16 Ways to Stay Safe on FacebookA New Guide to Facebook Security
A new, free guide on Facebook security, though geared for users, details the practices chief information security officers and other organizational security practitioners should share with their staffs to assure, not only safe Internet hygiene when workers access Facebook from work, but for use with other social media sites, as well.
A Guide to Facebook Security is, in the words of one of its authors, "fun to read and easy to understand."
In 20 pages, the guide explains how users can protect their accounts, avoid scammers and configure advanced security settings. It shows how to use one-time passwords, secure browsing and track account activity as well as explains why account thieves and malware pushers seek account access.
There's a whole section on avoiding: avoiding clickjacking, avoiding malicious script scam, avoiding account thieves and avoiding Facebook gaming scams.
Here are 16 tips the authors present to stay safe on Facebook:
- Only friend people you know.
- Create a good password and use it only for Facebook.
- Don't share your password.
- Change your password on a regular basis.
- Share your personal information only with people and companies that need it.
- Log into Facebook only once each session. If it looks like Facebook is asking you to log in a second time, skip the links and directly type www.facebook.com into your browser address bar.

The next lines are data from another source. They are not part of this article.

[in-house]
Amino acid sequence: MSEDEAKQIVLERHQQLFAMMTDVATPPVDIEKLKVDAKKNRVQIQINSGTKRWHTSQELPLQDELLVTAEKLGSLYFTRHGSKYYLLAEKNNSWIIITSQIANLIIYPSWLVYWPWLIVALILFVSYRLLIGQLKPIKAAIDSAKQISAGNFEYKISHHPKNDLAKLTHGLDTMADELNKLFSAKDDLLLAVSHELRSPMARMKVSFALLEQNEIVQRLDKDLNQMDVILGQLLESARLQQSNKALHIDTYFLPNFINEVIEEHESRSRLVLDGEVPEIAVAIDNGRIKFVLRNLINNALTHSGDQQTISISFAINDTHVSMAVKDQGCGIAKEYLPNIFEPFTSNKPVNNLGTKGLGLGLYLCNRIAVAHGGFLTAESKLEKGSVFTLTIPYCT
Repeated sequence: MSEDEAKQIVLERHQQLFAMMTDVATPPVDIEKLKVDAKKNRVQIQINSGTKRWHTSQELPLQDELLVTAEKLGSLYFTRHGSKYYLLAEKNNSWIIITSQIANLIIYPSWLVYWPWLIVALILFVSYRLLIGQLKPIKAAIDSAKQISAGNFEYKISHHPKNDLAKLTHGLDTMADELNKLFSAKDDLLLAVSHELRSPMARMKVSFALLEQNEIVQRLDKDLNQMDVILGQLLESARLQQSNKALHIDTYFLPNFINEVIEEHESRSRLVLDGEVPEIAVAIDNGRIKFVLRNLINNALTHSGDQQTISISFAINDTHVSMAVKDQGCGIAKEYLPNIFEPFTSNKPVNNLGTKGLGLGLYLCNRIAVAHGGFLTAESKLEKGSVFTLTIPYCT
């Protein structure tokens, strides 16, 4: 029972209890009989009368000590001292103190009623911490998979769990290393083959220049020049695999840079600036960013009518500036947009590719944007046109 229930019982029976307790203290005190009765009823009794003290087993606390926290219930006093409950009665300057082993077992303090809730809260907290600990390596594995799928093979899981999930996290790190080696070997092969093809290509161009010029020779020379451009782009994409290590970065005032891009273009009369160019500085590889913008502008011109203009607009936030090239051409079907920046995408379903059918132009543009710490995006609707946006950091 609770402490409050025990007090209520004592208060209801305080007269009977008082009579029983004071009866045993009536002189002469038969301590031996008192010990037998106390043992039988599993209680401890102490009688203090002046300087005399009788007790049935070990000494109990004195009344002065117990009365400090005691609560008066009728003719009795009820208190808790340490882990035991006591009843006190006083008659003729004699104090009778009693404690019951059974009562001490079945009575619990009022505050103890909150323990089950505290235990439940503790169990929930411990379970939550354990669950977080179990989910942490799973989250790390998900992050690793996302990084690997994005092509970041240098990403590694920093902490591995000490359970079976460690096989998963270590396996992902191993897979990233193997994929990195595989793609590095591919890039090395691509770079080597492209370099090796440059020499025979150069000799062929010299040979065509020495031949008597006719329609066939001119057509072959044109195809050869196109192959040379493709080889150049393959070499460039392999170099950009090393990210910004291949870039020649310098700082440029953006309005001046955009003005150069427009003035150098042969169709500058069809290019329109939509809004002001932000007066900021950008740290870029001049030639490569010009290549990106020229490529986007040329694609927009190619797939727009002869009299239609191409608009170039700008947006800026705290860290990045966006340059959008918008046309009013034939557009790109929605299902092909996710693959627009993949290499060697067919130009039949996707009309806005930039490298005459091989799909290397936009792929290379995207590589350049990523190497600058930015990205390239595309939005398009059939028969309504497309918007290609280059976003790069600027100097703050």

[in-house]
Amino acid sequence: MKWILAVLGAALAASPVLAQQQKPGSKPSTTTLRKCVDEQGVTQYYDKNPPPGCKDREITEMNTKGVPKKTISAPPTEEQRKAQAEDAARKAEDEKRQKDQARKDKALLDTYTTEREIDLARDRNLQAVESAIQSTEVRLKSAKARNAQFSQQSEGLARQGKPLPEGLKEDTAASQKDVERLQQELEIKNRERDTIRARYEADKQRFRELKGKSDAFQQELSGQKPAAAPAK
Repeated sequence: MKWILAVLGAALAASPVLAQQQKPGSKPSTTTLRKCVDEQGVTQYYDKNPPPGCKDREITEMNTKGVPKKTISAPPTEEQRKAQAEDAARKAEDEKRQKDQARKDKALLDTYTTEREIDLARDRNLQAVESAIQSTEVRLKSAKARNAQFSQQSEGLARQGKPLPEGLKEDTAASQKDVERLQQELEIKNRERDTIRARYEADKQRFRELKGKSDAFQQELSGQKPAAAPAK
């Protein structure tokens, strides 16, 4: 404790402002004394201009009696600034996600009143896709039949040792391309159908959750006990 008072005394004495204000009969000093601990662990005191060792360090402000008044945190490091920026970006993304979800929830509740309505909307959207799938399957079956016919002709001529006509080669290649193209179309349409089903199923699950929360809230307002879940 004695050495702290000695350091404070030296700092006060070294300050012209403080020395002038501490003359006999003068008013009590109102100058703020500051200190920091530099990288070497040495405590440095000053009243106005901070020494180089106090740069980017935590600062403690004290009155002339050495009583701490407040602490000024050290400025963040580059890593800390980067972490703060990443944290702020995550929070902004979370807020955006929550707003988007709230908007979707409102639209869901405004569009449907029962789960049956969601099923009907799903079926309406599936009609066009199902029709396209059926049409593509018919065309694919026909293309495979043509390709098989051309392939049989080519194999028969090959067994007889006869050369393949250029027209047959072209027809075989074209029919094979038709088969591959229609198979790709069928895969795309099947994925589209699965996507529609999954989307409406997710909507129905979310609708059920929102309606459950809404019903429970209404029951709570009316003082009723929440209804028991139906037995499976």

- Use a one-time password when using someone else's computer.
- Log out of Facebook after using someone else's computer.
- Use secure browsing whenever possible.
- Only download apps from sites you trust.
- Keep your anti-virus software updated.
- Keep your browser and other applications up to date.
- Don't paste script (computer code) in your browser address bar.
- Use browser add-ons like Web of Trust and Firefox's NoScript to keep your account from being hijacked.
- Beware of "goofy" posts from anyone, even friends. If it looks like something your friend wouldn't post, don't click on it.
- Scammers might hack your friends' accounts and send links from their accounts. Beware of enticing links coming from your friend
IT security author Linda McCarthy, a former senior director of Internet safety at Symantec; Keith Watson, a research engineer with Purdue University; and educator and editor Denise Weldon-Siviy wrote the guide.
The authors also established a Facebook page, Own Your Space: A Guide to Facebook Security.